This garden consists of two rectangular sections, the Andaruni (inner section) and the Biruni (outer section), perpendicular to each other. One of the most prominent architectural features is its tall windcatcher, standing over 33.8 meters high, the tallest in the world. The blend of wind and water in this part of the structure cools the Shah Neshin (royal sitting area) and the halls.
Over the years, Dowlat Abad Garden has served various purposes, including a governmental residence. The outer garden was used for state ceremonies, sports events, and city administration, while the inner garden served as a private residence.
Qanats and Water Supply System
Water is the main element of Dowlat Abad. The display of water in the fountains and pools adds a special beauty. The Dowlat Abad Qanat provides water for the garden.
Additionally, there’s a 150-meter-deep well with a gavero (traditional water storage), located on the eastern side of the garden near the service building. This was used during droughts to prevent water scarcity and keep the pools full. An ab anbar (water reservoir) is also present for use when necessary.
Yazd Attractions: The Fountain of Dowlat Abad Garden
The garden’s design ensures the constant presence of water, enhancing its beauty. Water springs from beneath the windcatcher in the Hashti mansion, flowing into a central marble pool.
There are three marble fountains in front of the stained-glass windows of the rooms. The design and carving of these stones create waves, making the water volume appear larger than it is.
From each of these fountains, water flows into a small pool, known as “koolgi.” The water from these pools then streams into the garden’s large fountain. This main fountain is aligned with the garden’s central axis, proportionate to the height of the windcatcher of the Hashti mansion, perfectly reflecting the image of the garden’s mansion in the water.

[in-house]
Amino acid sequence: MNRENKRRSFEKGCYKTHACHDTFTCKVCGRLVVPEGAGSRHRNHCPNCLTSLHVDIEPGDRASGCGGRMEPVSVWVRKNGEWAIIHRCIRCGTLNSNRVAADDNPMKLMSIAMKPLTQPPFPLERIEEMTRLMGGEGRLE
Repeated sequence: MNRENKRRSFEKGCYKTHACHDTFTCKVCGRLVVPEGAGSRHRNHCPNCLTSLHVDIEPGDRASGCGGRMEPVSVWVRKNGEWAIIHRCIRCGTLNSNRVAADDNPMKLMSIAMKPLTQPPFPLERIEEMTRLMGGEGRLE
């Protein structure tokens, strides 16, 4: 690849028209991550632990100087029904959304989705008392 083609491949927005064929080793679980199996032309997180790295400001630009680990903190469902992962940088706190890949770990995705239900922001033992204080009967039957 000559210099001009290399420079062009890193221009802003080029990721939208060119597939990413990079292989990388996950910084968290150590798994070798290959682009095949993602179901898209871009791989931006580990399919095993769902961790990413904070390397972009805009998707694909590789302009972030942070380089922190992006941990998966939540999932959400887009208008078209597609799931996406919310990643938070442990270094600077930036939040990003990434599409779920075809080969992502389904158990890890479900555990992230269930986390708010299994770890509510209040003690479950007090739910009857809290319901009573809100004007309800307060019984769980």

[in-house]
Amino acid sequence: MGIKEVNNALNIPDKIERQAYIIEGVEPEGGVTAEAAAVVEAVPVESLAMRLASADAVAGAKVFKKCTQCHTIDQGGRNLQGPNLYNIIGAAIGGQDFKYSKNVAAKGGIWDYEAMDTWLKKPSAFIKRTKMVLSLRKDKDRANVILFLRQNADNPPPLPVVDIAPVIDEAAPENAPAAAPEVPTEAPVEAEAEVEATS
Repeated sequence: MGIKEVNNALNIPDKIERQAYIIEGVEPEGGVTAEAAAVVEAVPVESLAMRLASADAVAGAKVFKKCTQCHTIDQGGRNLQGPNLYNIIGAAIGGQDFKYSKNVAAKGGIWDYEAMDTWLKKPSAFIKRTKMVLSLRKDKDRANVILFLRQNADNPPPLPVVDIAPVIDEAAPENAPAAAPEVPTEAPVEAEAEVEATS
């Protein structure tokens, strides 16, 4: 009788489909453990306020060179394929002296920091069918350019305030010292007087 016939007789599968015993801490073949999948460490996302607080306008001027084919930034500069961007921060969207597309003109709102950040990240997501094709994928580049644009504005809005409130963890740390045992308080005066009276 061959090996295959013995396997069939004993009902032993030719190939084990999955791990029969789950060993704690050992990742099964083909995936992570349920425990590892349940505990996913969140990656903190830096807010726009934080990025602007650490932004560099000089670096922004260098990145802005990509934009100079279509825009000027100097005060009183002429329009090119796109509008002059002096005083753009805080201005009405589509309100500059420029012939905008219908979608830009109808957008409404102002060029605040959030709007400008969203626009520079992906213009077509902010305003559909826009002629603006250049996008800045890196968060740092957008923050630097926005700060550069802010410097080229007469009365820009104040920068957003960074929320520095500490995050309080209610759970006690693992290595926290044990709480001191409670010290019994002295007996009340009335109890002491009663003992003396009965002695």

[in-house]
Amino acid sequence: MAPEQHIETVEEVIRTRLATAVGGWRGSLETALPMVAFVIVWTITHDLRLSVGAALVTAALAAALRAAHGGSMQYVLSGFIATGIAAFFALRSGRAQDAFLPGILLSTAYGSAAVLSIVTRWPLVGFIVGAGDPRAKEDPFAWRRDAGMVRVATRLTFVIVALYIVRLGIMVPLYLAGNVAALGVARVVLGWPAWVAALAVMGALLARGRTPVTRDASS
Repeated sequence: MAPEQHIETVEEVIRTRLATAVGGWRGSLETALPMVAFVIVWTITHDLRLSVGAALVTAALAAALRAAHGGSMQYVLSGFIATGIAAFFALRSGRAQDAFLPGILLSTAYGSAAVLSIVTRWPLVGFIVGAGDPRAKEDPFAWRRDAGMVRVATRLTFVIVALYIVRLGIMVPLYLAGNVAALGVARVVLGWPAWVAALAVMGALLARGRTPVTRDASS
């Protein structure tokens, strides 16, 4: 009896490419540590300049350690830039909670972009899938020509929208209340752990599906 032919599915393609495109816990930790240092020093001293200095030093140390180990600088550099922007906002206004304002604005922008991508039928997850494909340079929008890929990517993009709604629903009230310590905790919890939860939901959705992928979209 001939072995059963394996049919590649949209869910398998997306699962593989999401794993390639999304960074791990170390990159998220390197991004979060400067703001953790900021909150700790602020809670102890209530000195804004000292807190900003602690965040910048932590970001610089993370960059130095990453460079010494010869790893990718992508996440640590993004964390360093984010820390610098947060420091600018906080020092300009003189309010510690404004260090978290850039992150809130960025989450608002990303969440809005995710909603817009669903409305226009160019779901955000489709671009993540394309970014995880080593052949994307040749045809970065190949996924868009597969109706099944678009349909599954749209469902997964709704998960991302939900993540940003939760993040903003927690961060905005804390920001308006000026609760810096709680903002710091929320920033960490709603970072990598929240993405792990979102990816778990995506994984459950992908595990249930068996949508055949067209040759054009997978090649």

Water Routes and Pools
Water from the main entrance building flows into the Behesht Ayin Garden, then pours into a large dodecagonal pool situated in the north of the building. It then streams into three rectangular pools on the other three sides.
This water system, which spreads through streets and settlements for agricultural purposes, was designed not only to irrigate the trees but also to enrich the soul of the desert inhabitants with the sight of clear water on the land.
Windcatchers of Dowlat Abad Garden
The windcatcher of Dowlat Abad Garden stands out as a unique feature. At 33.8 meters, it’s the tallest in the world. Unlike others, this windcatcher has a rectangular shape with an octagonal appearance, allowing wind from any direction to easily enter and be directed downwards.
A water pool at the base of the windcatcher is a testament to architectural ingenuity. The hot desert wind enters the windcatcher, loses some of its heat passing through the wooden blades, and cools further as it blows over the pool’s surface. This design ingeniously creates a natural cooling system without the need for external energy.
Residents used the halls, royal sitting areas, and rooms connected to the windcatcher during summer, designating this structure as a summerhouse.
The Beautiful Dome and Various Structures
Dowlat Abad Garden comprises several distinct sections, each offering a unique attraction. Let’s explore these features.
The Inner Section of the Garden
This rectangular area was historically known as the private garden and residence. Symmetry is evident in various elements on both sides of this section. The central fountain adds to the garden’s architectural precision, making it a standout feature.